Redistricting Comes Out Of The Back Room
Monday, March 19, 2012
One great irony in California’s redistricting reforms was that the Republicans who supported the changes wound up suing to try to undo them.
Voters passed two propositions that took the power to draw district boundaries away from legislators and gave it to a Citizens Redistricting Commission. California’s legislature long has been dominated by Democrats; Republicans thought the changes would shift the balance.
The reforms brought the process out of the backrooms. Commissioners drew praise for conducting 34 public hearings around the state and for considering at least 46 proposed maps.
Perhaps the commissioners initially heeded public comments too well, suggested Justin Levitt, an associate professor at Loyola Law School who’s been following redistricting nationwide. Their first drafts drew criticism for paying too much attention to communities of interest and not enough to the Voting Rights Act, which says you can’t dilute the voting power of minorities.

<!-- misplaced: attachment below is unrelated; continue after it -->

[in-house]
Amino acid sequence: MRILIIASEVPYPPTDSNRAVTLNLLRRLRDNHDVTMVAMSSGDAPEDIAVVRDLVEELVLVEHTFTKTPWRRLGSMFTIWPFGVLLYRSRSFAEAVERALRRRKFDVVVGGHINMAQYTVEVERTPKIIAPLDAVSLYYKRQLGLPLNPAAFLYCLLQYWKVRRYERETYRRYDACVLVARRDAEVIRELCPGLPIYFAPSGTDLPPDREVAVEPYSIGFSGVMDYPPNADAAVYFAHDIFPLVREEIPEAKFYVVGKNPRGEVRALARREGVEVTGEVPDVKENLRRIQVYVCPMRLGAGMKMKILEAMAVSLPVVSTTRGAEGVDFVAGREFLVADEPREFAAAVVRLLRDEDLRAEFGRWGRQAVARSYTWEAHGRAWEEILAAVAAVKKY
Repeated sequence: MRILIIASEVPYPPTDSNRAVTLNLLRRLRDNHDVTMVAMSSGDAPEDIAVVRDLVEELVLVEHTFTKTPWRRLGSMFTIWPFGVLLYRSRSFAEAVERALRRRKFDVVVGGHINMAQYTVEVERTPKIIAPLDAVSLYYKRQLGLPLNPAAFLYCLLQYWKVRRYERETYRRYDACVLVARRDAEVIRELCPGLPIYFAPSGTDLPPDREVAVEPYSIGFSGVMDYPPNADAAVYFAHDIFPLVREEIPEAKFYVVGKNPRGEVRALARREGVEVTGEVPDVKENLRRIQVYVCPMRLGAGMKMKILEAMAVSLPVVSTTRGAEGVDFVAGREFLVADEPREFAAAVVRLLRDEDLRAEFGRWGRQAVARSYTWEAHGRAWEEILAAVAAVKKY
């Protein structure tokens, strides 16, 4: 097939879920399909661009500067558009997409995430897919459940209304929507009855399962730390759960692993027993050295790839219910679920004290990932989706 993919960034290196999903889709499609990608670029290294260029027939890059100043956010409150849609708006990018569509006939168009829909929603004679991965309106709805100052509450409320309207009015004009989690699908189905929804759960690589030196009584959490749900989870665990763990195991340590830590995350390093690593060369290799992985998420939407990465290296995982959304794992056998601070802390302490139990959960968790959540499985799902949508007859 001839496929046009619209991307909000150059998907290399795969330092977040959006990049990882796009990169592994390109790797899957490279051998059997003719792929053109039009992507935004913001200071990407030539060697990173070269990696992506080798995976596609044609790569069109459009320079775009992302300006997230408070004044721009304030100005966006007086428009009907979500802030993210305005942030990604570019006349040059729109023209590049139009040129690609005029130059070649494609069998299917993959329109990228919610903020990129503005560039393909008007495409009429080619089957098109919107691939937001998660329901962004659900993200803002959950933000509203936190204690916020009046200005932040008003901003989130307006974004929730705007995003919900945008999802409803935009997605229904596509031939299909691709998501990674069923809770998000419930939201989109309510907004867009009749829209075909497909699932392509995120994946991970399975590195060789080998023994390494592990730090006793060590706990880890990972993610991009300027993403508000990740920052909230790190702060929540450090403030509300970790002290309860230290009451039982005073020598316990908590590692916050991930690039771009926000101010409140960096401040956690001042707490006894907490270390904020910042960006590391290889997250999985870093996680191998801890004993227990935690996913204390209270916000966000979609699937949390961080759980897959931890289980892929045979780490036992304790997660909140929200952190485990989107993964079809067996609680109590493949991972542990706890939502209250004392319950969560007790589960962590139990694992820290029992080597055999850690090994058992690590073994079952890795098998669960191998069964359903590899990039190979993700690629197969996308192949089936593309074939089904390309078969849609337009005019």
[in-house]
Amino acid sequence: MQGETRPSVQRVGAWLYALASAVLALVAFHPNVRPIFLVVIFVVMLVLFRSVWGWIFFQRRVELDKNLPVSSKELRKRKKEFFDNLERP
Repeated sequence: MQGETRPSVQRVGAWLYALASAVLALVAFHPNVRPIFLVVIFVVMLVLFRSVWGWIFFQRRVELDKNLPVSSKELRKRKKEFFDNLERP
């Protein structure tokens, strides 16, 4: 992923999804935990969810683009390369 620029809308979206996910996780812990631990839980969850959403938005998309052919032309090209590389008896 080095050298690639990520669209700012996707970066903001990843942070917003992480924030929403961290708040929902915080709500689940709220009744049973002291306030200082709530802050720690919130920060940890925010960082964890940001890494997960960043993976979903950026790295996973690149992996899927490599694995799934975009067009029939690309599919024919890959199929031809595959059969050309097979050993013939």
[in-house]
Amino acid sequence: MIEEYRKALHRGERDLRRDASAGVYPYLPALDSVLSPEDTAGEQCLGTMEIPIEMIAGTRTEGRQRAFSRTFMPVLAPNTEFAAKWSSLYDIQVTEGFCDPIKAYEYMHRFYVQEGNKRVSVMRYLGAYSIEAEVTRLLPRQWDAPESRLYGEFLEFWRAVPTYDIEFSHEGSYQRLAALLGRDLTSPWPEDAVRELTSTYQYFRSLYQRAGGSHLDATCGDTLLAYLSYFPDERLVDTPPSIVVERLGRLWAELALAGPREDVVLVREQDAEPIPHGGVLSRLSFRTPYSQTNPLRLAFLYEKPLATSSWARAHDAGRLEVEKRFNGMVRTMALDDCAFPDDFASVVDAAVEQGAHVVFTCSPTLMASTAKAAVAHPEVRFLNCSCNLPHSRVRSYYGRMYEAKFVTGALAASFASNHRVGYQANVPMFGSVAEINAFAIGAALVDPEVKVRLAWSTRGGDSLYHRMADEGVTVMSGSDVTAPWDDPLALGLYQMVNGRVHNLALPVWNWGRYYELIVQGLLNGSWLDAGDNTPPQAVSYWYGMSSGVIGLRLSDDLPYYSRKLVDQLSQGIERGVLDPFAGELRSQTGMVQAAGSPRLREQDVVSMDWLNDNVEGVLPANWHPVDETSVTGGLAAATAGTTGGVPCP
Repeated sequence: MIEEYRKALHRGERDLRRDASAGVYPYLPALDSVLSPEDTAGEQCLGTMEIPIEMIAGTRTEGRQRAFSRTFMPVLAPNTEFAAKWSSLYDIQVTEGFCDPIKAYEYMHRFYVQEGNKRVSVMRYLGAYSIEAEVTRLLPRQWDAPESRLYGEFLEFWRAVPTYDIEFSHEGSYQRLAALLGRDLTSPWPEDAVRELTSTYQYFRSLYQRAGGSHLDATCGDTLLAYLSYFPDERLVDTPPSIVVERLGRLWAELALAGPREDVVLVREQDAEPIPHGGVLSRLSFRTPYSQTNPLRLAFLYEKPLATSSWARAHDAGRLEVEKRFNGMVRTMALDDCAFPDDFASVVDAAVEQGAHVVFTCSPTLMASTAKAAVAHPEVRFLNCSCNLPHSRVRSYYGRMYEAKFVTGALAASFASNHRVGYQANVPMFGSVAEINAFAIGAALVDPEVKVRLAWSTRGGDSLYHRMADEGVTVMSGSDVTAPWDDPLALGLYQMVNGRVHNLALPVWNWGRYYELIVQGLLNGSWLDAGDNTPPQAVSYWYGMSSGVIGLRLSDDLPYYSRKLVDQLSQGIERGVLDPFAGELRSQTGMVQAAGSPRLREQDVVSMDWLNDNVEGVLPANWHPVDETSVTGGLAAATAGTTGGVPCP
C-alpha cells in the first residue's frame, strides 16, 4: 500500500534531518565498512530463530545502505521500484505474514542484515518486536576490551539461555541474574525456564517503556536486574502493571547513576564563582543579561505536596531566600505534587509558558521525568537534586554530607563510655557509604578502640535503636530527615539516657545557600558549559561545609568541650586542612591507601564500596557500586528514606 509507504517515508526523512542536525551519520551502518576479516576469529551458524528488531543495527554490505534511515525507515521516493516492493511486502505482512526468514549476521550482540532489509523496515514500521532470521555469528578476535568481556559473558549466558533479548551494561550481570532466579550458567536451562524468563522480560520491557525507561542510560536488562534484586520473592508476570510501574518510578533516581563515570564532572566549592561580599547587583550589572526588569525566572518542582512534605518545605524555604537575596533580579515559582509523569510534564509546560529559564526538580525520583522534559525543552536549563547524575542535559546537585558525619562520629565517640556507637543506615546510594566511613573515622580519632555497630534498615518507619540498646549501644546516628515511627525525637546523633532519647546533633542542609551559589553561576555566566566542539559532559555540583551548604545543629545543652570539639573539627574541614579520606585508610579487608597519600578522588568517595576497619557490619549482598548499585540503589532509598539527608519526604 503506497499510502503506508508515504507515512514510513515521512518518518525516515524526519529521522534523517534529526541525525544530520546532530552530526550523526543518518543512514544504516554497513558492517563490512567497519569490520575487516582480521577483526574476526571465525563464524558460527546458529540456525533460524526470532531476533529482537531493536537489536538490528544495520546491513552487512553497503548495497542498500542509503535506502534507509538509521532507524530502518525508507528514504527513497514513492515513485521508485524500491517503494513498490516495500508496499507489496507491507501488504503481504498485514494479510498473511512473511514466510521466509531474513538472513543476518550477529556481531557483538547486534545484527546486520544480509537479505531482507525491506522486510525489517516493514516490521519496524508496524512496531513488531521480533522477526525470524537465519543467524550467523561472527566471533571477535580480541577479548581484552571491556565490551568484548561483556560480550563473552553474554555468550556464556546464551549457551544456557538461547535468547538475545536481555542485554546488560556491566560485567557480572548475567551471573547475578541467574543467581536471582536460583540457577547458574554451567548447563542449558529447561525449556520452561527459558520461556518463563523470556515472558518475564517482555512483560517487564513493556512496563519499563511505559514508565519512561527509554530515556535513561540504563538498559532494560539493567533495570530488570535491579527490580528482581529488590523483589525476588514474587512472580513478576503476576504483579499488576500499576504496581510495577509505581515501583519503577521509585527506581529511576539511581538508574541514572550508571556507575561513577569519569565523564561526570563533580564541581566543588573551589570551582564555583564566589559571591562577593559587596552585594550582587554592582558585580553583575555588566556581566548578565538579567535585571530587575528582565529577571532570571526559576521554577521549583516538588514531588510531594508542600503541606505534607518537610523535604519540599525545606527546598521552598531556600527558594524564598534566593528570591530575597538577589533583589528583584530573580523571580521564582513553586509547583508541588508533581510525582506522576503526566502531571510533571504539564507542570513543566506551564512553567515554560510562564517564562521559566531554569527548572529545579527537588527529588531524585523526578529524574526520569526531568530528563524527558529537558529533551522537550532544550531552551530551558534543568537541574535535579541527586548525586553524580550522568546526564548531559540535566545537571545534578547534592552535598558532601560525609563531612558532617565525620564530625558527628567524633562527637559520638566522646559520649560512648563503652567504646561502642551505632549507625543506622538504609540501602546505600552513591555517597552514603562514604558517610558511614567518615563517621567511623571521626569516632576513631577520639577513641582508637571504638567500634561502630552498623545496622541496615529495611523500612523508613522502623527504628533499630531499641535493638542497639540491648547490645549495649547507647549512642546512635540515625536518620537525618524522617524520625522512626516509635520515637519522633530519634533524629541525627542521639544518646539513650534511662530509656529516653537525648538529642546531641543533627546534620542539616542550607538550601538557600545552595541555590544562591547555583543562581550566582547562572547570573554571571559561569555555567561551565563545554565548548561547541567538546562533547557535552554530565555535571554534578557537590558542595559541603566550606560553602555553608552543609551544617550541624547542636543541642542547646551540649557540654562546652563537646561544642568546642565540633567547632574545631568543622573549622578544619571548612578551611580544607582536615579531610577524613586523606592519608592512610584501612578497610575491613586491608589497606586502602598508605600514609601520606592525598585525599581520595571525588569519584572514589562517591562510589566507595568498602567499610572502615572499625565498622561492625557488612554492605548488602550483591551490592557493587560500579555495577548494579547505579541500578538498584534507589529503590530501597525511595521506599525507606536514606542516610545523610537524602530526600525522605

They held so many public meetings that “they became victims of their own transparency” as they ran out of time, said Eric McGhee, a policy fellow with a nonprofit, nonpartisan think tank, the Public Policy Institute of California.
An investigation by the journalism nonprofit ProPublica raised questions about how representative the public process really was. It reported about a deliberate effort by the Democratic Party to sway the commission. Fearing losses of control in new districts, the party recruited people to testify at the hearings, ProPublica found.
Connie Galambos-Malloy, one of the four independents who served with five Democrats and five Republicans on the commission, told the San Francisco Chronicle’s Carla Marinucci that “by nature of the best, we of the Commission always knew that political interests would try to influence the process. That’s why we tried to cast a wide net, given the resources we had to do the job.”
In the end, worried that newly drawn districts could allow Democrats to gain enough seats to approve new taxes, Republicans sued to have the Congressional and state Senate district maps thrown out.
However, in October the California Supreme Court rejected their challenges without comment, leaving Republicans to gather signatures for a referendum voiding the maps for state Senate districts. It has qualified for the November ballot, but the court decided in January to use the new maps for this year’s elections.
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